Friday, December 3

The pandemic is the perfect excuse for bad behavior, so what happens when it ends? | Coronavirus


LLike many parents, I made a vague rule for myself when my children were born, which was never to lie about their health to get out of something. One of the best things about having children is that they give you a solid decade of excuses not to go, do or see something you don’t want, and there is a lot of room to modify the truth within that.

In my mind, however, I drew a firm line between “we have a play date, we can’t come” and the “my son has a fever” card to get out of jail, which, on the outside, The possibility that the universe functioned exactly according to my superstitions seemed too tempting an invitation to fate. I’ll lie, but no, you know, like that.

Along with everything else, the pandemic has altered this particular accommodation and made it more difficult to know where the line is. This applies not only to the excuses one gives to other people, but, more obscurely, to the ones we give ourselves. These days, my first response to almost any demand that is made of me is an incredulous laugh, followed by a wave of hostility. Of course I won’t do that: the pandemic. No, we cannot come, the pandemic. My apartment is a mess, I haven’t done the laundry for two weeks and I keep letting my kids stay up until 10pm. M. On a weekday night. On the other hand, what do you want from me? There is a pandemic, don’t you know?

Part of this is the lassitude brought on by 12 months of canceled plans and I suppose a legitimate psychological response. If action begets action, the reverse is equally true: the less you do, the less you want to do, a maxim that has begun to seem like a strict law of physics. In any given situation, this far from rolling locks, your energy will find the shortest route to the couch and another night with Netflix.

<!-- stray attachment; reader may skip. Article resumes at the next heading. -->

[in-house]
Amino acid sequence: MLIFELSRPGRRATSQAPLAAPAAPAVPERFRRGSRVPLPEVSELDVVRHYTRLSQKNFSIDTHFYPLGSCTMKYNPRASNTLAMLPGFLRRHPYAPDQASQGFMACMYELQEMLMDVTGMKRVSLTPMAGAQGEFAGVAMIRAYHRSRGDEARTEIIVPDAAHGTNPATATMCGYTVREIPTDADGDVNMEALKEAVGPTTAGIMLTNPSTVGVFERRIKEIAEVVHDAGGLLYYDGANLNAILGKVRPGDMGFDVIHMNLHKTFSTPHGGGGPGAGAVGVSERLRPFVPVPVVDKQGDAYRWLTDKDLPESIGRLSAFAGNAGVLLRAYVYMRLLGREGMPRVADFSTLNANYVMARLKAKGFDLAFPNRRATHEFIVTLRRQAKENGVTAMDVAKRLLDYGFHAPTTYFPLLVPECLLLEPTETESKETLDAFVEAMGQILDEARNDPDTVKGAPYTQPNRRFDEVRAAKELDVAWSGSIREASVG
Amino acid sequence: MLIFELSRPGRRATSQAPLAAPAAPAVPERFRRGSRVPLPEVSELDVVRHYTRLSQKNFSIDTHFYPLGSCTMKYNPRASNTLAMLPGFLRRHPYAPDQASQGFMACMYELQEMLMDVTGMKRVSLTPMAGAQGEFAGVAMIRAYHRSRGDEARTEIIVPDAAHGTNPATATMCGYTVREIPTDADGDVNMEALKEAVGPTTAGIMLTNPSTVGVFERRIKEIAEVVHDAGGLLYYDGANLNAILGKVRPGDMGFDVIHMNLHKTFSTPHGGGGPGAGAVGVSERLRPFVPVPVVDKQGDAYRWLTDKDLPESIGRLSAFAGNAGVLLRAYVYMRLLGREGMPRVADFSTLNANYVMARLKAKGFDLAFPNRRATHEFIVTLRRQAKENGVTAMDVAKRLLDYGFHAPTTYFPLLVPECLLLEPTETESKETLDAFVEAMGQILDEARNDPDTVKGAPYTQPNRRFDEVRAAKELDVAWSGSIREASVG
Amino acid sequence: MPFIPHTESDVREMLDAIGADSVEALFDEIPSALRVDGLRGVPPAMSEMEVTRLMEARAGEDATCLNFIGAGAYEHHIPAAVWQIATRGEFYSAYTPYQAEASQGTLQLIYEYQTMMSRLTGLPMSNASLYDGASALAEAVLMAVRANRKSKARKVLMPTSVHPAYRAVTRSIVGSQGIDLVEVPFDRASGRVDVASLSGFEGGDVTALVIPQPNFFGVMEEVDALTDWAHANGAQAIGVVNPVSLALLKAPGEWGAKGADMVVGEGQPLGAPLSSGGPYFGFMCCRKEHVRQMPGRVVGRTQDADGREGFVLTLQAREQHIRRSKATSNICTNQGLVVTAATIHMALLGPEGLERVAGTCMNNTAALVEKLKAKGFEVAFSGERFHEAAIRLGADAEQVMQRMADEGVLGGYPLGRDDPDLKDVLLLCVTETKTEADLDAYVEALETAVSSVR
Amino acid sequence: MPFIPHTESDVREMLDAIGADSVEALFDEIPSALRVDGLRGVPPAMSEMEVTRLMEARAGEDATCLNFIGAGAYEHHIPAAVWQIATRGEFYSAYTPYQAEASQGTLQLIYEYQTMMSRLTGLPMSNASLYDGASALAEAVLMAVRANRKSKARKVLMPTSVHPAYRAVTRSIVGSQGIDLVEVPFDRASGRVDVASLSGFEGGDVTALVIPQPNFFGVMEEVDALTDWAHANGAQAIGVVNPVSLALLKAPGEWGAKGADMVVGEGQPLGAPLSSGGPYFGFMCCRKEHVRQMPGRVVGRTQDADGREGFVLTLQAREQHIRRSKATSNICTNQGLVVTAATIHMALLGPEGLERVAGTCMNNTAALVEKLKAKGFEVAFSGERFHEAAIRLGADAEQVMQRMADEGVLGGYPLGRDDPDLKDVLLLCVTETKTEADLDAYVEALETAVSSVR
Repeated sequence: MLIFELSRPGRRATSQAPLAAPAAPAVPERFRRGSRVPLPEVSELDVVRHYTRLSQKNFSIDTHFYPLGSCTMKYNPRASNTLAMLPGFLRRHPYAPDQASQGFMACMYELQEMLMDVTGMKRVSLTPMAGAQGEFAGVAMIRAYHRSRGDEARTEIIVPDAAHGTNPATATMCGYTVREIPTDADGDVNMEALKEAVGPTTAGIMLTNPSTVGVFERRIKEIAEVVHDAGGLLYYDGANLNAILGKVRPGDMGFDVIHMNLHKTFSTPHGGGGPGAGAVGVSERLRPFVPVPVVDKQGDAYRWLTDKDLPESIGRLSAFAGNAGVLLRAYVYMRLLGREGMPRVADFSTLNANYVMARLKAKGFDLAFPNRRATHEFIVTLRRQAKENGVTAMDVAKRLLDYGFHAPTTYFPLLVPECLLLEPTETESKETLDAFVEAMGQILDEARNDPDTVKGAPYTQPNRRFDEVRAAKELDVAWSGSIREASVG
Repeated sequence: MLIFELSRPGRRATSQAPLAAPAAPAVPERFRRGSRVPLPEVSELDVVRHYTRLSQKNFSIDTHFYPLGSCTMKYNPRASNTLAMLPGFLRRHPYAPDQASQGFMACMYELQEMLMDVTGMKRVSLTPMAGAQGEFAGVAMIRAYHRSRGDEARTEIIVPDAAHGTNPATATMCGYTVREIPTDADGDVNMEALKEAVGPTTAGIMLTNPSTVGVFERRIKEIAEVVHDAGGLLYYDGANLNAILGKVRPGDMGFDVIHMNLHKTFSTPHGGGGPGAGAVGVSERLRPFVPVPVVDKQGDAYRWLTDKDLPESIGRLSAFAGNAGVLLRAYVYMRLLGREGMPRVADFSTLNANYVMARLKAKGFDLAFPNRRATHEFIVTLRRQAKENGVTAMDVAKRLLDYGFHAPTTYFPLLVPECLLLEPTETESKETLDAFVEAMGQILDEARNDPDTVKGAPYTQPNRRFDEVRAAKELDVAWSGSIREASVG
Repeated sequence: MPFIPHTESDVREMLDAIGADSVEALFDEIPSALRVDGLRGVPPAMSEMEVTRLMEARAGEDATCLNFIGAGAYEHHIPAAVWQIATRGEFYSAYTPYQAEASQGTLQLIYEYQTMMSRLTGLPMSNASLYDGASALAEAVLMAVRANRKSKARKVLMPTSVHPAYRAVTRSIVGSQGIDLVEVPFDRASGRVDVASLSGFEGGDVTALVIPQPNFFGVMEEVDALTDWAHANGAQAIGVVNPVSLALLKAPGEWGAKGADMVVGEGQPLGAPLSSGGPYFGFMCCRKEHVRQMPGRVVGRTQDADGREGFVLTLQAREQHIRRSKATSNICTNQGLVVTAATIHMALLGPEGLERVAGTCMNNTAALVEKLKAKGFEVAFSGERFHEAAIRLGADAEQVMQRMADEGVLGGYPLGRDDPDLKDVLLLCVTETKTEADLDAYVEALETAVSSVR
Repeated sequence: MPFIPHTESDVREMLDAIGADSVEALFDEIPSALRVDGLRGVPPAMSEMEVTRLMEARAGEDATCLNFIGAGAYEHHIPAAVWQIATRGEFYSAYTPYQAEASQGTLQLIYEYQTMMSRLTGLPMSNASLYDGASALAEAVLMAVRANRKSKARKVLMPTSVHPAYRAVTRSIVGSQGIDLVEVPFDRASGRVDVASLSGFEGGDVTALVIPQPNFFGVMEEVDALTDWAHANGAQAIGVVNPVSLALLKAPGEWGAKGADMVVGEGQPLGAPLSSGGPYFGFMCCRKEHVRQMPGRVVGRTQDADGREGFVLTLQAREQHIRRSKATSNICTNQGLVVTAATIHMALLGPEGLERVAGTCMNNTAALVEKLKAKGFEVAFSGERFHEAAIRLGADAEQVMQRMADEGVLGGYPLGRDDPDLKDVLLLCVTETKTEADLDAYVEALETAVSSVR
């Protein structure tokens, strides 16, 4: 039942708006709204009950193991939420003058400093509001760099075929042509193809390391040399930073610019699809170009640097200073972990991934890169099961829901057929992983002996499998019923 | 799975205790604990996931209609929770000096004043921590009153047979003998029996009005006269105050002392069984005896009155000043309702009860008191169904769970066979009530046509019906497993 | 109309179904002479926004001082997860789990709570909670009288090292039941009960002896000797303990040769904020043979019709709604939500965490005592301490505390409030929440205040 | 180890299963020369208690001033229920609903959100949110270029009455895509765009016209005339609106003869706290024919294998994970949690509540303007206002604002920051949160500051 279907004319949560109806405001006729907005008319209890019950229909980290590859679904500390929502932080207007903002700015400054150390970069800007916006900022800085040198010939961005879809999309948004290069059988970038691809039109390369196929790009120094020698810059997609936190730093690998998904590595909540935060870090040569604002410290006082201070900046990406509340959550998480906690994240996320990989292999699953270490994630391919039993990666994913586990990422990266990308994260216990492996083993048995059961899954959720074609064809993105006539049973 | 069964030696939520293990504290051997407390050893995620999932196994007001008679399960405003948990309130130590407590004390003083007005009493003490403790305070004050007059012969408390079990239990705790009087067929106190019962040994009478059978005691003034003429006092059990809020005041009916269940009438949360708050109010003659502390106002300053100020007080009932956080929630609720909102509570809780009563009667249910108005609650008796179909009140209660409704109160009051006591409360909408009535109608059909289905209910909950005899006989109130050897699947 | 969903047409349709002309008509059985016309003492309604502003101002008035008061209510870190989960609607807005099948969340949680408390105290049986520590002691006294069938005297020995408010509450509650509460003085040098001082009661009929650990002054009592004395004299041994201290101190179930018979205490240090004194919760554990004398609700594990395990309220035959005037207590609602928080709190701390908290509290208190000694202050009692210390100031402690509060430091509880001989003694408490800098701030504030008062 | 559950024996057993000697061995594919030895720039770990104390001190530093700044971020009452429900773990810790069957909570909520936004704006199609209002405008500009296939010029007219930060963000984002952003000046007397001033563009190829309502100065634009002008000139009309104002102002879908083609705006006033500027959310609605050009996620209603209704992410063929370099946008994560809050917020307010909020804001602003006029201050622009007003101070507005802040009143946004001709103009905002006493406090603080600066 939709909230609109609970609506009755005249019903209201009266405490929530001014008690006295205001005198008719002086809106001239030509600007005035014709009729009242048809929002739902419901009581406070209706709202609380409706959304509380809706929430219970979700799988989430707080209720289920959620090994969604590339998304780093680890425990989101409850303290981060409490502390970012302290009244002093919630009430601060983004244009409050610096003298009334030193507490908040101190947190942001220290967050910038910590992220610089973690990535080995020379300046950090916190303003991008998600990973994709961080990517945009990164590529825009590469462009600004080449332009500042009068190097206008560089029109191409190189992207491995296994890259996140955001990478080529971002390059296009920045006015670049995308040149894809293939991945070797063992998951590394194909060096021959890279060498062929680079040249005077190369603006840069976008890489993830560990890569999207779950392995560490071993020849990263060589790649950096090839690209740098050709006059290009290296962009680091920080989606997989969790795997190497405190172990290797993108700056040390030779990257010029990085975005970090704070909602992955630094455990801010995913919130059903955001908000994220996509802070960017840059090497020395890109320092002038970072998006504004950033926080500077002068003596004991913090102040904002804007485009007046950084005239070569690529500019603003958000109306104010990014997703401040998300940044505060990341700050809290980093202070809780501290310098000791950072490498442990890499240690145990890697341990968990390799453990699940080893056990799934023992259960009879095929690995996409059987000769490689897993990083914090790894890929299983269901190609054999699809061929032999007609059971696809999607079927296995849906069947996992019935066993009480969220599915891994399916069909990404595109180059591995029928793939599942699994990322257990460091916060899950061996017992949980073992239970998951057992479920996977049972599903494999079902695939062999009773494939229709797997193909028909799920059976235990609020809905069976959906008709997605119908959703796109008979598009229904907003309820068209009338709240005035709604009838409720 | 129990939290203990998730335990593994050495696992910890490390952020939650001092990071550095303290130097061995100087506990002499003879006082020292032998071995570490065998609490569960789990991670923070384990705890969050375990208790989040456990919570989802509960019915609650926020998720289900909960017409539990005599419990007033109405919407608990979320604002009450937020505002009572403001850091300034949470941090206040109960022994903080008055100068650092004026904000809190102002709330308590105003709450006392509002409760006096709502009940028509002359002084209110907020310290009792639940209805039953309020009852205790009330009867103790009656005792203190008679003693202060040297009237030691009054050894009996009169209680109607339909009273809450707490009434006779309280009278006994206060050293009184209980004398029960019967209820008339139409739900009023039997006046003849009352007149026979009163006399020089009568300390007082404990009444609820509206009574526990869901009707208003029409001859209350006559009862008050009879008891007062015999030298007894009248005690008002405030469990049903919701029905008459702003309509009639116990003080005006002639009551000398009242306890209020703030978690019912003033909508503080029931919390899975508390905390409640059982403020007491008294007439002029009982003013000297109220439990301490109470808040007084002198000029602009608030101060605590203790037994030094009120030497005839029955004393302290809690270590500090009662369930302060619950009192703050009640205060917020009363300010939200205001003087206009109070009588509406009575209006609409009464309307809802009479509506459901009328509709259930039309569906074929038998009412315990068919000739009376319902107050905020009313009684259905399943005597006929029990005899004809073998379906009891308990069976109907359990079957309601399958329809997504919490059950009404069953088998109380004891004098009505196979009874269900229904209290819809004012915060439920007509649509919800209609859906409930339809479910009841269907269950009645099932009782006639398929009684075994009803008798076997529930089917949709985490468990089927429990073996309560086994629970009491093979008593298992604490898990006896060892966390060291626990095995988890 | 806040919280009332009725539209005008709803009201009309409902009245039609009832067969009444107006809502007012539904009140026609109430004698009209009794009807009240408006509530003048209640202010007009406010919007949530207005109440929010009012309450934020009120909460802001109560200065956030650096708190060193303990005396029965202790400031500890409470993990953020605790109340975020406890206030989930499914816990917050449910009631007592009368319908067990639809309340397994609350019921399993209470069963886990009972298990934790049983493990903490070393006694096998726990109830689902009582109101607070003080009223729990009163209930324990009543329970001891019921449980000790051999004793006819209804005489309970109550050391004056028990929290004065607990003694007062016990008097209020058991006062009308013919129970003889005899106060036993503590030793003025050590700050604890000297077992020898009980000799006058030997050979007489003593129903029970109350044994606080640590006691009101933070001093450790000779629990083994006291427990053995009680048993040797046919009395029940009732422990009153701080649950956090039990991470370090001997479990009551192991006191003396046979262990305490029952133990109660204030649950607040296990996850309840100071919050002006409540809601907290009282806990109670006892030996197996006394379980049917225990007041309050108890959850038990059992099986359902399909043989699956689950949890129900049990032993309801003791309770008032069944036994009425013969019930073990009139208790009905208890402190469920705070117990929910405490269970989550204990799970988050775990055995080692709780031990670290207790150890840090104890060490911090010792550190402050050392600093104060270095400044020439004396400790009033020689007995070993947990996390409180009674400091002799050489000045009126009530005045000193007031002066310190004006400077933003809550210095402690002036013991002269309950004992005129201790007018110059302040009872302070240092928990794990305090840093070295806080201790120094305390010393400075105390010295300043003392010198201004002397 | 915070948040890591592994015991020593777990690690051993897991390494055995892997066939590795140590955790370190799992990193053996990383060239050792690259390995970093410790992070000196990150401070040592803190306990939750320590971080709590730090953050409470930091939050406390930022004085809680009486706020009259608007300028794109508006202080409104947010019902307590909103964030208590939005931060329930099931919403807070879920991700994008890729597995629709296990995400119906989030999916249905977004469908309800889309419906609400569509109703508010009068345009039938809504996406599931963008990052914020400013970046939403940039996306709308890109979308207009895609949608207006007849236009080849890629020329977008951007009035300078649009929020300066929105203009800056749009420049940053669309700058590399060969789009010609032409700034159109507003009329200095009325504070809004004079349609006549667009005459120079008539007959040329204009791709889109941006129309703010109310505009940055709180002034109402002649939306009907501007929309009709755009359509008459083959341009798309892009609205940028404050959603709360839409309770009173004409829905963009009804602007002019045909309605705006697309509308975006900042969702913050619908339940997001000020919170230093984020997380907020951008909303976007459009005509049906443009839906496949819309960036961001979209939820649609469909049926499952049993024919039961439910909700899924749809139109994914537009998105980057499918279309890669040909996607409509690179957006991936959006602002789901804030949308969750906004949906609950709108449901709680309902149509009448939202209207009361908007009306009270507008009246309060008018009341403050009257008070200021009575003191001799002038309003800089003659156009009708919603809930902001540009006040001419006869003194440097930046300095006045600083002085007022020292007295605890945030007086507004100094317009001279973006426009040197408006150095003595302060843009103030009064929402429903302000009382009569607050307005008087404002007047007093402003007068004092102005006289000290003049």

It’s also true, with respect to a lot of comments about demands being made, in particular, of working mothers right now, that it’s okay to be a mess. Looking back at the pre-pandemic world, it seems, from this distance, that we held ourselves to impossible standards. What the hell were we doing loading our schedules like this, running around doing things, insisting that people wash up before leaving the house?

What remains curious to me are the uses that we can put to the pandemic to explain behaviors that already existed. The question of alibis has always interested me: to what extent is it permissible or useful to continue attributing motivations to a single chain of external events. This applies most commonly to the way we assimilate the events of our childhood, the references of which can last into middle age and beyond. Of course, we are who we are based largely on the things that have happened to us, but it is also true that most of us are cunning and, in the face of evidence of our own bad behavior, we will find a way to whitewash it as a consequence. of suffering.

I’ve certainly become tougher and less tolerant in the last 12 months, something that I honestly attributed to stress. “I don’t have the bandwidth,” I’ll say, as a precursor to cutting someone who, prior to the pandemic, I reluctantly engaged and now have the perfect excuse to undo. It is a dynamic that is seen everywhere in one form or another; Those who, before last March, were inclined to communicate excessively, have been left speechless with texts and volumes of calls that, before the pandemic, could have made them stop. Those inclined to withdraw have reveled in the pretext of their life to withdraw, reject, and close. If the pandemic has allowed and excused our most antisocial impulses, it has also obscured the extent to which they were always there.

It is a free pass that, in the next 12 months, will presumably come to an end. We will have to get in shape. It will no longer be allowed to do all the things that we were doing, on the sly, anyway, but before the pandemic we were inclined to feel bad. I guess this is good; If the feeling of getting back to normal makes me embarrassed to tidy up, shower more often, and put in a little more effort to get my kids off their iPads, it’s probably all for the better. But I don’t need to fool myself: not that these behaviors were new, or that, when it suits me, I will not look back and use the pandemic guiltily to excuse any echoes of them for years to come.


www.theguardian.com

Leave a Reply

Your email address will not be published. Required fields are marked *

Share